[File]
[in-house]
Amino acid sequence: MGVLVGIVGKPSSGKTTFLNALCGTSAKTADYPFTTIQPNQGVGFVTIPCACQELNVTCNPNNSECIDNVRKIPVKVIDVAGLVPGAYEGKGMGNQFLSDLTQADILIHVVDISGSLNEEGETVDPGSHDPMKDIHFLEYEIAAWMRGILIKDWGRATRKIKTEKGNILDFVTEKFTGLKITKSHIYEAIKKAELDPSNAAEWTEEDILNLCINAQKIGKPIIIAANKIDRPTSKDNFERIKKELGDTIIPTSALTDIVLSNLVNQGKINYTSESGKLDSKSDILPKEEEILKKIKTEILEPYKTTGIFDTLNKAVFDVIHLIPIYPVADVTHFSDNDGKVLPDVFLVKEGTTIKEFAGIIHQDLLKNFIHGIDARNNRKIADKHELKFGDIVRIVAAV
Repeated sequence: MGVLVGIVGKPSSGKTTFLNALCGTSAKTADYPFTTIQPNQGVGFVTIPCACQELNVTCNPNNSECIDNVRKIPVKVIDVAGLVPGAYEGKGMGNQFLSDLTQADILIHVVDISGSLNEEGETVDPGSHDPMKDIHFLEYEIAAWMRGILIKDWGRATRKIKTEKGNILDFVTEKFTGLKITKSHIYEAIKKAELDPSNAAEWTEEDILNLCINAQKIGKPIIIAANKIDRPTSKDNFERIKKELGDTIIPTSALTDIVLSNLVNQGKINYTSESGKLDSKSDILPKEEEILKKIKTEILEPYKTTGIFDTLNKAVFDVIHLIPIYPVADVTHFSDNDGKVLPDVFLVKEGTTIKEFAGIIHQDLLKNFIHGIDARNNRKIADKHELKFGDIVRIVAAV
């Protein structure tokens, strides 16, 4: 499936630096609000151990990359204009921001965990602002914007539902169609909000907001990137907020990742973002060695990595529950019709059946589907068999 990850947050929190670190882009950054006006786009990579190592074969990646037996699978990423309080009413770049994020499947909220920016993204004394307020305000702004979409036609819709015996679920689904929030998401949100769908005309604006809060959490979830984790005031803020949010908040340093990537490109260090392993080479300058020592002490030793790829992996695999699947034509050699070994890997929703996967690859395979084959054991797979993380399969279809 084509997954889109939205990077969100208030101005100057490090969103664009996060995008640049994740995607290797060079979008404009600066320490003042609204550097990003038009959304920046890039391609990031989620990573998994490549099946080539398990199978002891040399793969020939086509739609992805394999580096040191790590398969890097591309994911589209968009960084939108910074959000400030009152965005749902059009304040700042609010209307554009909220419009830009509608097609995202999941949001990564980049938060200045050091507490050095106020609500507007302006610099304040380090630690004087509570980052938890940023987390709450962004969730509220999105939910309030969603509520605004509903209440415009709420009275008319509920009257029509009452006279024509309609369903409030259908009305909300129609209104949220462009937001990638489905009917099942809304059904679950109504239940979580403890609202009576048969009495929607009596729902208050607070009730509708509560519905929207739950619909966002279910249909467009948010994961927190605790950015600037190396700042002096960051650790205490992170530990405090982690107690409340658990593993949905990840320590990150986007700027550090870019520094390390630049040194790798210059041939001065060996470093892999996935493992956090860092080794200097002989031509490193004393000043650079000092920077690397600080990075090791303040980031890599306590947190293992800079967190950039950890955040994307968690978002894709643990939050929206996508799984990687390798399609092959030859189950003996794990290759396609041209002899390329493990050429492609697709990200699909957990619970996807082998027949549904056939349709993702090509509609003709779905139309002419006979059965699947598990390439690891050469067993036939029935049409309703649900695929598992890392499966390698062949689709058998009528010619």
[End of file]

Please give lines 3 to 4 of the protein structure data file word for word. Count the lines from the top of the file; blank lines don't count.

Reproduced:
Repeated sequence: MGVLVGIVGKPSSGKTTFLNALCGTSAKTADYPFTTIQPNQGVGFVTIPCACQELNVTCNPNNSECIDNVRKIPVKVIDVAGLVPGAYEGKGMGNQFLSDLTQADILIHVVDISGSLNEEGETVDPGSHDPMKDIHFLEYEIAAWMRGILIKDWGRATRKIKTEKGNILDFVTEKFTGLKITKSHIYEAIKKAELDPSNAAEWTEEDILNLCINAQKIGKPIIIAANKIDRPTSKDNFERIKKELGDTIIPTSALTDIVLSNLVNQGKINYTSESGKLDSKSDILPKEEEILKKIKTEILEPYKTTGIFDTLNKAVFDVIHLIPIYPVADVTHFSDNDGKVLPDVFLVKEGTTIKEFAGIIHQDLLKNFIHGIDARNNRKIADKHELKFGDIVRIVAAV
């Protein structure tokens, strides 16, 4: 499936630096609000151990990359204009921001965990602002914007539902169609909000907001990137907020990742973002060695990595529950019709059946589907068999 990850947050929190670190882009950054006006786009990579190592074969990646037996699978990423309080009413770049994020499947909220920016993204004394307020305000702004979409036609819709015996679920689904929030998401949100769908005309604006809060959490979830984790005031803020949010908040340093990537490109260090392993080479300058020592002490030793790829992996695999699947034509050699070994890997929703996967690859395979084959054991797979993380399969279809 084509997954889109939205990077969100208030101005100057490090969103664009996060995008640049994740995607290797060079979008404009600066320490003042609204550097990003038009959304920046890039391609990031989620990573998994490549099946080539398990199978002891040399793969020939086509739609992805394999580096040191790590398969890097591309994911589209968009960084939108910074959000400030009152965005749902059009304040700042609010209307554009909220419009830009509608097609995202999941949001990564980049938060200045050091507490050095106020609500507007302006610099304040380090630690004087509570980052938890940023987390709450962004969730509220999105939910309030969603509520605004509903209440415009709420009275008319509920009257029509009452006279024509309609369903409030259908009305909300129609209104949220462009937001990638489905009917099942809304059904679950109504239940979580403890609202009576048969009495929607009596729902208050607070009730509708509560519905929207739950619909966002279910249909467009948010994961927190605790950015600037190396700042002096960051650790205490992170530990405090982690107690409340658990593993949905990840320590990150986007700027550090870019520094390390630049040194790798210059041939001065060996470093892999996935493992956090860092080794200097002989031509490193004393000043650079000092920077690397600080990075090791303040980031890599306590947190293992800079967190950039950890955040994307968690978002894709643990939050929206996508799984990687390798399609092959030859189950003996794990290759396609041209002899390329493990050429492609697709990200699909957990619970996807082998027949549904056939349709993702090509509609003709779905139309002419006979059965699947598990390439690891050469067993036939029935049409309703649900695929598992890392499966390698062949689709058998009528010619």